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4.0 out of 5 stars
Promises to Keep: A Short Story
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2 of 2 people found the following review helpful
on 27 February 2014
I love Elizabeth Haynes’ novels, because through them she always tries to raise the readers’ consciousness of problems encountered by particular sectors of people in society. In ‘Into the Darkest Corner’, we are made aware of persons suffering from physical and psychological violence and OCD. ‘Human Remains’ urges us to take more care of lonely neighbours who might need our help.

With ‘Promises to Keep’, the author focuses on the difficulties encountered by asylum seekers and the systems through which they are processed. These people leave everything behind and risk their lives in order to try and start a new life in a foreign country.

We meet Jo, a civilian detention officer and her female partner Sam, a Detective Sergeant. Jo is currently on long term sick leave suffering from stress, caused by the death of a detained teenage asylum seeker whom she had promised to help. She goes out jogging in the woods to release tension and clear her mind. On one particular day, her usual jogging route takes an unexpected turn.

I think that this literary work is just the prequel to other novels to come as it ends quite abruptly with certain issues still unsolved. I enjoyed reading it, but I must advise all those that want to read it, that it is very short, just 6 chapters long.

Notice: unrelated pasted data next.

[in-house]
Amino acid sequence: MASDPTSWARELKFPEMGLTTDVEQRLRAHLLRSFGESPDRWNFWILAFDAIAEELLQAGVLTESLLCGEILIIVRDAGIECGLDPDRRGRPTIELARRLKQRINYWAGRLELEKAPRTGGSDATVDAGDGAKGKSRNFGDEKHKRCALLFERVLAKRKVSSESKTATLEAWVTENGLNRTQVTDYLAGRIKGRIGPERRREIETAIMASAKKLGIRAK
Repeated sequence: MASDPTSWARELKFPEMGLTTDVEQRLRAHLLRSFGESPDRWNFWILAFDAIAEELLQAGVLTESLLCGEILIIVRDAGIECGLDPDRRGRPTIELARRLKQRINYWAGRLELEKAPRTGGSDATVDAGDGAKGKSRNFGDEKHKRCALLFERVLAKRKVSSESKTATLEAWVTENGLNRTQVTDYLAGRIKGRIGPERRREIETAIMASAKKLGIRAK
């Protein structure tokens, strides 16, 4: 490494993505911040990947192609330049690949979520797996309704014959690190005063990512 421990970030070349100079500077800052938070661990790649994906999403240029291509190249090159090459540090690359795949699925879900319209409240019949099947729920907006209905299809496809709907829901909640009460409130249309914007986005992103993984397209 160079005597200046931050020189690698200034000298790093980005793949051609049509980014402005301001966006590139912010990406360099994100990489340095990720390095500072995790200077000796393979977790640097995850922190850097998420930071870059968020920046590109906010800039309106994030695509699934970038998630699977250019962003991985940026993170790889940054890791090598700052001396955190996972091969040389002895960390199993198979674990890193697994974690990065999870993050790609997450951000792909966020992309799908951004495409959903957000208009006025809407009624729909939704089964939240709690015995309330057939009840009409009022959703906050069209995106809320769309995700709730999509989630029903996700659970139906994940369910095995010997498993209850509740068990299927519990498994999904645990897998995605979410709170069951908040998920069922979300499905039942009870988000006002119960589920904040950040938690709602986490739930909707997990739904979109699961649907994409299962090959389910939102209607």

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2 of 2 people found the following review helpful
I've read all of Elizabeth Haynes' novels to date. This had me settling down for an interesting police story and then pulled me up short not long after as the last page came upon me.

Asylum seekers and how they are treated forms the basis of this short and sad tale. Much promise for a longer story, especially with a pair of likeable police officers in Jo and Sam, who I wanted to learn more about, based on their characters here.

Maybe we will, as they are colleagues of Lou Smith, protagonist of Haynes' police procedural series. Let's hope so. They each deserve a lead role next time.

This reminds me why I don't read many short stories - too frustrating when they end!
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1 of 1 people found the following review helpful
This is a great short story of 40 pages that is challenging ones perceptions of how we deal with vulnerable child immigrants.

Sam is a detective and her partner Jo is a custody officer who is on sick leave. Jo is badly affected when Mohammed a 15 yr old dies in custody and his younger brother is out there somewhere. We see how this deeply affects her relationship with Sam. While out running she finds Mohammed's brother and takes him in, which breaks her relationship with Sam.

A great little story that questions are morals.
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1 of 1 people found the following review helpful